Yes, the feeling of being ‘one with nature’ is appealing. You may want to free yourself from the constraints of technology and experience the true essence of hunting. On paper, it’s a romantic idea, but in practice it can have devastating consequences.
Pack a smartphone and a charger bank and/or extra battery in your bag. Hopefully you never have to touch or even think about it, but if an unforeseen situation occurs, you’re going to be thankful to have it. Even if you’re 100% confident in your survival skills, sometimes there are obstacles that cannot be overcome without a lifeline to emergency services.
5. Tell someone your location
Again, many hunters have that desire to break free from modern society, if only for a day or two. It may be tempting to disappear on your own personal quest. There’s nothing wrong with that, but take a minute to let a friend or family member know where you’re going to be. That way they can send emergency assistance if you don’t make it home in time.
6. Be cautious of wounded animals
It goes without saying that you should be cautious around all wild animals. However, it’s easy to overlook the danger of a seemingly-neutralized one. When it’s time to approach wounded game, your adrenaline is going to be running high, so it’s easy to make mistakes.
- Even if the animal appears to be deceased, wait a few minutes before approaching
- Watch the downed animal, and see if you can detect the chest cavity rising and falling
- Check to see if the eyes are open or closed (usually they’re open if the animal is dead)
- Touch it with a stick and watch to see if the eyes blink
- Approach downed game from behind and above
- Finish a wounded animal with a shot behind the ear (or the heart/lung region if you plan to mount the head or if you’re using a bow)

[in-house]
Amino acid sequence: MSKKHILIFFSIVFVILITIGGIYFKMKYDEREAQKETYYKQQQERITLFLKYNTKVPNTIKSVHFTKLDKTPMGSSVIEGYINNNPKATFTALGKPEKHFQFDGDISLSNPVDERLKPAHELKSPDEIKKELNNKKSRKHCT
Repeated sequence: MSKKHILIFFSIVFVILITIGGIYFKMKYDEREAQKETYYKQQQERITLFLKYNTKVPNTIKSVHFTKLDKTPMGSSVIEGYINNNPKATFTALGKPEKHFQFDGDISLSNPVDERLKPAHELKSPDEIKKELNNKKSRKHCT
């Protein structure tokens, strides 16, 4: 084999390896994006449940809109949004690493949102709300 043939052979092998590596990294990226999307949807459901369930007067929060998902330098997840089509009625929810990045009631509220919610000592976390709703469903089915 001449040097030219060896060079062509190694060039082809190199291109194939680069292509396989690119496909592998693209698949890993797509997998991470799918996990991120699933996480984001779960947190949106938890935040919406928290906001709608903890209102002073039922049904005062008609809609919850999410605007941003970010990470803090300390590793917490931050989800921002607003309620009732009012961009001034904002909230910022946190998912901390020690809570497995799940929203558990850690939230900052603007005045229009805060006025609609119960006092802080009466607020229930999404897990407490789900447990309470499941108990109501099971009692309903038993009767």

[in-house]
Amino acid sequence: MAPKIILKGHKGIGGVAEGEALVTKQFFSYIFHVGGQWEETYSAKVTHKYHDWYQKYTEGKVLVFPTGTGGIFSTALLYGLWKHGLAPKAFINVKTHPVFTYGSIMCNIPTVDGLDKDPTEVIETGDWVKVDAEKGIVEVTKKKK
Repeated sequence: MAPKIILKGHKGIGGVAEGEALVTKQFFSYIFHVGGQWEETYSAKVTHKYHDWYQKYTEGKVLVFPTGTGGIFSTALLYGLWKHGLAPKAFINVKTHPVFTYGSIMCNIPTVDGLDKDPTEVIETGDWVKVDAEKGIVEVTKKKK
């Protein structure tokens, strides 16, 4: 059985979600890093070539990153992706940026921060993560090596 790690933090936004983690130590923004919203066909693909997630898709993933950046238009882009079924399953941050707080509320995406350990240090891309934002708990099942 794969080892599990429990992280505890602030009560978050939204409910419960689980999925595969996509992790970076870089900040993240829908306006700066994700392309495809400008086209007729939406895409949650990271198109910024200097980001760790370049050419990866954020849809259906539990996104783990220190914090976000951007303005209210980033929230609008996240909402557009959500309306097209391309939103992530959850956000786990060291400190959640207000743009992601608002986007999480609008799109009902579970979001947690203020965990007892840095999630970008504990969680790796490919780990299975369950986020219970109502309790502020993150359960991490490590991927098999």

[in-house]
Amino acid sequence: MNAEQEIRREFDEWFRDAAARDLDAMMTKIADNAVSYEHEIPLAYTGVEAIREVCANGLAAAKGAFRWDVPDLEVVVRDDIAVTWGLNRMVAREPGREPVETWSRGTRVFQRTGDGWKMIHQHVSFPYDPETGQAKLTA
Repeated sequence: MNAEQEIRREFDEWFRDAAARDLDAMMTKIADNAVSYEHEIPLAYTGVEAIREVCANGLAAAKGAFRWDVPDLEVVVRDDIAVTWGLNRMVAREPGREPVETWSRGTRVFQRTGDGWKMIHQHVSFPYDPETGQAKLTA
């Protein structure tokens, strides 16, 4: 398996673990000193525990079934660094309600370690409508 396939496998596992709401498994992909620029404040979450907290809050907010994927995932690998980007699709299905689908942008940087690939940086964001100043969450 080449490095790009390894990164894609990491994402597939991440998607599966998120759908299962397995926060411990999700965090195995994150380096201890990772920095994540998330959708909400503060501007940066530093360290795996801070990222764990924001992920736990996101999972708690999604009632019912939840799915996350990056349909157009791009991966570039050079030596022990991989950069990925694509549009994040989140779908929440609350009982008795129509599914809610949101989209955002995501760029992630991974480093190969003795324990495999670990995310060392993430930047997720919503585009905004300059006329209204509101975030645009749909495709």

7. Research your hunting location
Before you even think about starting your trek, spend some time researching the location. Familiarize yourself with landmarks so you have a point of reference if you get lost. Make sure you’re hunting in a legal zone, and pay attention to the locations of any private properties.
Even with a map, it’s easy to get disoriented in the great outdoors. Be constantly aware of your movements. You may also want to consider investing in a hiking GPS unit so you can focus on hunting instead of navigating.
Safety Tips For Hunting Conclusion
Hunting is a hobby that goes beyond the trip itself. Getting your hunting gear together is an exciting experience in its own way. Give yourself plenty of time to pack and plan smart. You never want to regret even the smallest overlooked detail when you’re out. Out of all of the safety tips for hunting trip adventures, the easiest (yet often overlooked) one is to simply plan smart before you head out. While every hunter has their own unique methods, proper planning and organization should be considered mandatory skills on par with your actual hunting skills. After all, even the best shooter is going to have a bad experience if they fail to bring proper equipment. Make a checklist and check it twice. Now check it again. There’s no such thing as overkill when it comes to hunting or gun safety tips.